Ailene Grego
President & CEO
SouthEast LINK
Atlanta, Georgia

Meredith Reuben
EBP Supply Solutions,
A Division of Imperial Dade
Milford, Connecticut

Nick Spallone
Tahoe Supply Company
Las Vegas, Nevada

The pandemic forced a change in sales strategies and we saw an uptick in virtual selling. What are the pros/cons to selling in a virtual environment?

Spallone: I look at it as just another tool in the bag. The employees that embrace it are much more successful.

Reuben: The pros of selling in a virtual environment are that it can be a very efficient way of demonstrating the value of a product or service to the customer. Generally, we found that buyers were much more available during the pandemic lockdown periods, and even now in this hybrid time.

Selling still has a component of relationship development and I believe that personal visits enhance that relationship more effectively. During a personal call, a sales person can also "observe" more — other issues in the building, new people who are influencers, and other opportunities.

Virtual selling can be very laser-focused to solve and inform for particular issues, and it certainly can be more efficient where transit ways are congested, etc.

Grego: Virtual meetings are now commonplace and most people enjoy the ability to free up more time by cutting out travel. What we lose is human connection, and the ability to see, touch and feel when doing a demonstration. The culture of the company is at risk without human interaction.

Do you expect sales strategies to permanently change to include a virtual component as we move into the future?

Spallone: Absolutely.

Reuben: Definitely.

Grego: Selling strategies have emerged to include a virtual component because people demand it. In most cases, though, a hybrid approach is ideal. Choosing only one or the other will be damaging to your overall business. The virtual component is advantageous in that we can connect to more people in a shorter amount of time and at less cost, however, human connection is still important to secure true relationships. Sales are still dependent on relationships.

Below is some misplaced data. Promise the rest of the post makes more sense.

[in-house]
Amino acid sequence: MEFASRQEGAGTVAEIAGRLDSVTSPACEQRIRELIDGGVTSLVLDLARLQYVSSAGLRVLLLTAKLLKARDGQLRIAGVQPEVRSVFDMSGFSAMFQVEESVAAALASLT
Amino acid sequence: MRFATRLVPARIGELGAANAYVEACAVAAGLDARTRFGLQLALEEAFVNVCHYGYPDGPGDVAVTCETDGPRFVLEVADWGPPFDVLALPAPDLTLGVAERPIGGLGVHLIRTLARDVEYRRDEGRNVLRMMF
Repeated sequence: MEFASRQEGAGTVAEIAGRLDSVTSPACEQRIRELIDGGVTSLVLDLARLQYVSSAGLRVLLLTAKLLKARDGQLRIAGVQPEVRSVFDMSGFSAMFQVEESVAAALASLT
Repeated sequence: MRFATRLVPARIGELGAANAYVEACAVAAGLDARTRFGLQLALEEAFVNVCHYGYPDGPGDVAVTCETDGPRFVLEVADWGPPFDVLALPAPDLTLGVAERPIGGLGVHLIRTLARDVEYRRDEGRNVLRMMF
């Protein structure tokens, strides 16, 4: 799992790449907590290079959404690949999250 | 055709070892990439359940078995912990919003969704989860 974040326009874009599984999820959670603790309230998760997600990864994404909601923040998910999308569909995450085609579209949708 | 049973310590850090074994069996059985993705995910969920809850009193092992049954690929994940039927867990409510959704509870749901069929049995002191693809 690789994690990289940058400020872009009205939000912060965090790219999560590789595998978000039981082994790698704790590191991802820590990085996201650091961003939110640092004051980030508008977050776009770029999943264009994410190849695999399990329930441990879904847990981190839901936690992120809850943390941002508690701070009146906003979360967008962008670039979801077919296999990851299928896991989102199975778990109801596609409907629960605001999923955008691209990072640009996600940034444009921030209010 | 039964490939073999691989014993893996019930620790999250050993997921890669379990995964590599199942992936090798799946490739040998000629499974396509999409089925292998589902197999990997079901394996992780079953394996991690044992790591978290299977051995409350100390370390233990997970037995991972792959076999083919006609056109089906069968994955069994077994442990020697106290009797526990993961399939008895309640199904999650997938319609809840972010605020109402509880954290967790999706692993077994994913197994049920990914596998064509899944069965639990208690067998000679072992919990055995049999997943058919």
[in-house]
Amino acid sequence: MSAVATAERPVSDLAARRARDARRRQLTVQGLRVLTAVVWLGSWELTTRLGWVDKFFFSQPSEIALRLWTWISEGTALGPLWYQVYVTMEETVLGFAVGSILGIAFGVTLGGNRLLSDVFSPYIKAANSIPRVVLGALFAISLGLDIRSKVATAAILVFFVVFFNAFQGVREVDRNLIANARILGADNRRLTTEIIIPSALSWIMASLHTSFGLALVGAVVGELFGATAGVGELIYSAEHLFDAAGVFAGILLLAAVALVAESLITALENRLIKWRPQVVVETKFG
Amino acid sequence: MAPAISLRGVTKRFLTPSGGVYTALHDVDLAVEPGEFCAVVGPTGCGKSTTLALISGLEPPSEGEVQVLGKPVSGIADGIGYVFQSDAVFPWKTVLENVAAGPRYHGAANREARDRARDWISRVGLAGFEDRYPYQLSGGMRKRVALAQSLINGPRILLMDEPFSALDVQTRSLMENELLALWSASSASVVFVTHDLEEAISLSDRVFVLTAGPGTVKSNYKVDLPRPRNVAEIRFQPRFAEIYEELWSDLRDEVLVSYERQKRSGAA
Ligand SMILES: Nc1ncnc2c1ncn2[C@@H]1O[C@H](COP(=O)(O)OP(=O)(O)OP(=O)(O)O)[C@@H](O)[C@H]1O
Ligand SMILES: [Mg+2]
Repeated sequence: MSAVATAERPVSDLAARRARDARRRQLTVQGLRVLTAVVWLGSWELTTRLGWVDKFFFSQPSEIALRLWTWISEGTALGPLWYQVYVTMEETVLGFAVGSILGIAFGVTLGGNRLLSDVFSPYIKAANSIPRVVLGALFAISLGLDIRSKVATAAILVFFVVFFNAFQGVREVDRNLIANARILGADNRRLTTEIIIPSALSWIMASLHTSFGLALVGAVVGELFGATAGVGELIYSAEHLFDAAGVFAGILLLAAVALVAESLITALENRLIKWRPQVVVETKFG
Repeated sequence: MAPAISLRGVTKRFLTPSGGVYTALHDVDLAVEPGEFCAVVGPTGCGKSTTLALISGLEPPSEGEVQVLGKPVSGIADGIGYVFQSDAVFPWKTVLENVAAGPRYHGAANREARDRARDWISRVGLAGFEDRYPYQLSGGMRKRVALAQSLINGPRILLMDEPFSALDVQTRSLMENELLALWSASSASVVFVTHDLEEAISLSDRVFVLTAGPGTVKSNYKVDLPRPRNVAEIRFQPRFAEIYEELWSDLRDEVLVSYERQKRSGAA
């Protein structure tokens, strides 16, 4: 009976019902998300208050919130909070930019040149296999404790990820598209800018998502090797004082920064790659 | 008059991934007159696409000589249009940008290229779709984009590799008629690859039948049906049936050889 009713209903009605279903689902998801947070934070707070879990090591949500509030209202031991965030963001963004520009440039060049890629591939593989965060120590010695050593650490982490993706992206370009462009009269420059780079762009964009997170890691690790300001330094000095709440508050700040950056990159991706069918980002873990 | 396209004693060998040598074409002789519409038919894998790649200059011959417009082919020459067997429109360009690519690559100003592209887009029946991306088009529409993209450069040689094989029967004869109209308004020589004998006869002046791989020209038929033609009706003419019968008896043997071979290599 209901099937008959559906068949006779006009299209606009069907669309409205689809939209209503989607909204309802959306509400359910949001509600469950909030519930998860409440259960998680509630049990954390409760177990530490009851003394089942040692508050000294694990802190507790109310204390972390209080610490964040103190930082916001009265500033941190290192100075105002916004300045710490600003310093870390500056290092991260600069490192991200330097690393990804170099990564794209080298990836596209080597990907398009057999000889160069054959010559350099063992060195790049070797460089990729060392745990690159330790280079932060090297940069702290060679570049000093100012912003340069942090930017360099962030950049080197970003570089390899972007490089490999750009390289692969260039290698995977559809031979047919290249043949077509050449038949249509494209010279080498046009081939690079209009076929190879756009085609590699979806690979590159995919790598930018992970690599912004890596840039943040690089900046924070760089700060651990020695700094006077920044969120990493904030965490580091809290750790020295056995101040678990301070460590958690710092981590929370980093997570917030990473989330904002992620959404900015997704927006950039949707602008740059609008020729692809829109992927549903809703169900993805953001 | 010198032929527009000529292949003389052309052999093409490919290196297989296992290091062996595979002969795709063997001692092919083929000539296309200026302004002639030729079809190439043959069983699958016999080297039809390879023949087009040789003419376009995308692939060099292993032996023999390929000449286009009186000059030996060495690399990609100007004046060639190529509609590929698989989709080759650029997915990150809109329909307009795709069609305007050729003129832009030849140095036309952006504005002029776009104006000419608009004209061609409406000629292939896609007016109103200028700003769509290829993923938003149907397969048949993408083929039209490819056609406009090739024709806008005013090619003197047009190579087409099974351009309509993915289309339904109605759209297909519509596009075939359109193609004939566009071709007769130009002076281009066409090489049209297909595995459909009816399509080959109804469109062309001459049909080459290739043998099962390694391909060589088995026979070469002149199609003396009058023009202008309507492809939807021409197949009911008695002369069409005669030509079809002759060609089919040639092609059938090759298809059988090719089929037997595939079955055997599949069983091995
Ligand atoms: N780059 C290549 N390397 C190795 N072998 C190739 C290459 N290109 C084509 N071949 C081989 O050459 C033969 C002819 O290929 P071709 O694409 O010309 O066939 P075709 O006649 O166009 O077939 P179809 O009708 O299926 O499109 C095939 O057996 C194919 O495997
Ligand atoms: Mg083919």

The pandemic thrust cleaning into the spotlight and we saw an emergence of new products and technologies, as well as a growing interest in existing offerings that were often deemed too expensive or "luxury" to many customers in the pre-pandemic environment. What do you see sticking around?

Reuben: Our team gets excited about selling innovation. Two categories that I believe are here to stay are robotics and disinfecting wipes. Robotics metrics have been shown to enhance productivity of cleaning staff, allowing them to focus on important, highly visible areas of the building. Especially in healthcare and even in offices, disinfecting wipes are getting better and better in terms of dwell times and breadth of efficacy. Just like facial tissue, I think that will become part of the office environment.

Grego: Interest in "luxury" items has increased to help offset deficiencies in the labor pool. Also, with CARES Act money, those who couldn't afford it before, now have the opportunity to engage in these conversations. Many more people are now interested in equipment that can enhance their ability to adhere to cleaning and disinfection protocols with fewer bodies.

Spallone: We are so fortunate to be at this crossroads. We see how cleanliness has a direct impact on overall business wellbeing and the bottom line. The free market will dictate how this plays out, but people don't want and won't accept dirty facilities anymore. This seismic shift will have a tremendous impact on everything moving forward.

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